Picone (1990 3) says teachers should set up the situation, ask the right questions, show a lot of encouragement and patience. Maia did not see any evidence that KL was doing this. Maia was not given gentle coaching and encouragement. Incidents got out of control before this could happen.

Garth Boomer (1987 4) in "Addressing the Problem of Elsewhereness" says teachers must harness students' rampant brain power and get it to engage in learning. When teacher's and students intentions coincide mutual excitement in learning occurs. This never happened with Maia and KL. Maia always perceived the class as a threatening environment, a place where she could not learn. In "Surprising Conversations" Robichaud-Haley (1994 5) says teachers should

just be there, accepting, encouraging, listening, sharing and enjoying. I cannot tell him that I know the push must come from within. I must support his confidence in his own learning and create a trust within himself that he is capable, that he can do it, and that others will help carry him through (p: 36).

Sounds similar to Smith's sensitivity. Vasquez (1994 6) says we must "create a community of trust where all voices can be heard and that students have confidence and trust that in our classroom their voices will be heard" (p: 42). KL does not seem to be able to build such a trusting community.

Is KL a reflective practitioner? I don't think so. I don't think KL has ever considered alternative ways of handling such situations. In the conversations we've had KL always says it's the students' fault.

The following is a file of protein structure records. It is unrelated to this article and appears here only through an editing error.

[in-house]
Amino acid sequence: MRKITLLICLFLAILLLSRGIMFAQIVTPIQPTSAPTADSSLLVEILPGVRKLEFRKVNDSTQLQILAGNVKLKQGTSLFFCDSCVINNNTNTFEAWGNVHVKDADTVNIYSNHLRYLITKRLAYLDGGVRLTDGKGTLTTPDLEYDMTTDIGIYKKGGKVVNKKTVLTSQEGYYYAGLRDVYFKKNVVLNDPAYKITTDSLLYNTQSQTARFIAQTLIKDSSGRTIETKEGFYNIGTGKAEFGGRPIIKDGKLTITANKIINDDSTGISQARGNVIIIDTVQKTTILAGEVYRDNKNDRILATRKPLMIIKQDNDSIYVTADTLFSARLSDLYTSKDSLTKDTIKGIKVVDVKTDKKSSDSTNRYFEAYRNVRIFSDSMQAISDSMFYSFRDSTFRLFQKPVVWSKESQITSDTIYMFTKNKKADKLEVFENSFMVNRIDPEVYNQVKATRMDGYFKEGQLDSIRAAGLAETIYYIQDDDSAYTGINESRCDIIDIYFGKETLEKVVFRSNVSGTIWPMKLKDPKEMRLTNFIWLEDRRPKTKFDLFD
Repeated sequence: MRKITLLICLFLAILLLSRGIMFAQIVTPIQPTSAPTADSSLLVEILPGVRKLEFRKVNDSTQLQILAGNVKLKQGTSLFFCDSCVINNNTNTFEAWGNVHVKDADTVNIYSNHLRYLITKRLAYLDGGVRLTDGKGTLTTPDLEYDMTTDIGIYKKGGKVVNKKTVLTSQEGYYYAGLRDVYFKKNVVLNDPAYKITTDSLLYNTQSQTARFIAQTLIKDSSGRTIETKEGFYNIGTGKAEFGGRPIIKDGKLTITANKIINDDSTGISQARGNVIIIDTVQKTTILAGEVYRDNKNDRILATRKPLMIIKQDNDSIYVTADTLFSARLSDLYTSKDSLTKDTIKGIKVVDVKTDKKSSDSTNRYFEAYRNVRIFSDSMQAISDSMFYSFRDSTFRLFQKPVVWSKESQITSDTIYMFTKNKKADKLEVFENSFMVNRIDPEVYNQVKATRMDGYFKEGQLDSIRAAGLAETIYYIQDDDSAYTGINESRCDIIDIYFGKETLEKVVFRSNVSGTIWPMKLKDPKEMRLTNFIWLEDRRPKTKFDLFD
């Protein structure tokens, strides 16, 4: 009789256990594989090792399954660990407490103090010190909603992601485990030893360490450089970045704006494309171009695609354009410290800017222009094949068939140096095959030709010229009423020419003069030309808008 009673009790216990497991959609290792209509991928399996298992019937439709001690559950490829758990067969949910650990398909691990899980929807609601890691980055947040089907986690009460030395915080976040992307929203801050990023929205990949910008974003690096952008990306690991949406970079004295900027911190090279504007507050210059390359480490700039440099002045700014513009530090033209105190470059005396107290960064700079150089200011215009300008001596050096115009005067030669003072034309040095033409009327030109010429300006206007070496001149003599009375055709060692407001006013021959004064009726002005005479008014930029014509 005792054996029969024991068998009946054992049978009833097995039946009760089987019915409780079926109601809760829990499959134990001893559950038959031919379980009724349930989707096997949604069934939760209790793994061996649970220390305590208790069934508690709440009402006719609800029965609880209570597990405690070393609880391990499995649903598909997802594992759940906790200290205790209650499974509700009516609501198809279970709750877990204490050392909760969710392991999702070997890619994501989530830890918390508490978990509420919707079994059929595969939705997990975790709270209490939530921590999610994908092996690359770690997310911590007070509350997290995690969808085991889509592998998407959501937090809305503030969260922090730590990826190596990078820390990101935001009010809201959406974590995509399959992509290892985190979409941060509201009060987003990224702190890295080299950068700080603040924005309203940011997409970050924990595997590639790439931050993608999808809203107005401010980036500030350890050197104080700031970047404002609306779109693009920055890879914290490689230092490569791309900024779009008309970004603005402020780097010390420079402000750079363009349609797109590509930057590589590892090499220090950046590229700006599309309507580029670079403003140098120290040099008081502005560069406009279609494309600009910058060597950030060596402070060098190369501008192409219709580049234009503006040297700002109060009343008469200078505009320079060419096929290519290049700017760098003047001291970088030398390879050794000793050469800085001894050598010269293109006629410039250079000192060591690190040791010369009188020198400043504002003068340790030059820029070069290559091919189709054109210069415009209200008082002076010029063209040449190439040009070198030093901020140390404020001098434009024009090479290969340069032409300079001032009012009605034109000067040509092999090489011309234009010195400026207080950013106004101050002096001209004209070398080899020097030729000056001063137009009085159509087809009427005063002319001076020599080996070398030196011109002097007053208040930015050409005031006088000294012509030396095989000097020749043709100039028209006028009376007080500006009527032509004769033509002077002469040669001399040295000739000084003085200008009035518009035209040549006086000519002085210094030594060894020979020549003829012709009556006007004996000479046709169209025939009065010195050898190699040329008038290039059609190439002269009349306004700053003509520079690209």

I plan to share Patricia Stock's article 'The Function of Anecdote in Teacher Research" (1993 7) with KL. I think this teacher's curriculum needs to be changed. KL has to learn to listen to students, relax a bit, and do things they enjoy. I thing KL might have fewer conflicts if there were opportunities for learners to identify the concerns of their lives in conversations with one another and to become critical inquirers into those concerns.

Maia can make it. She needs teachers who care, who take an interest in her, and will give her the extra help she needs. Next year I'll see to it she gets these teachers.

KL is more challenging. How do you teach a person to show students you care? How do you get a person to listen to the kids and adapt curriculum to fit their needs? How to you get a person to change? Hard questions. Are there answers?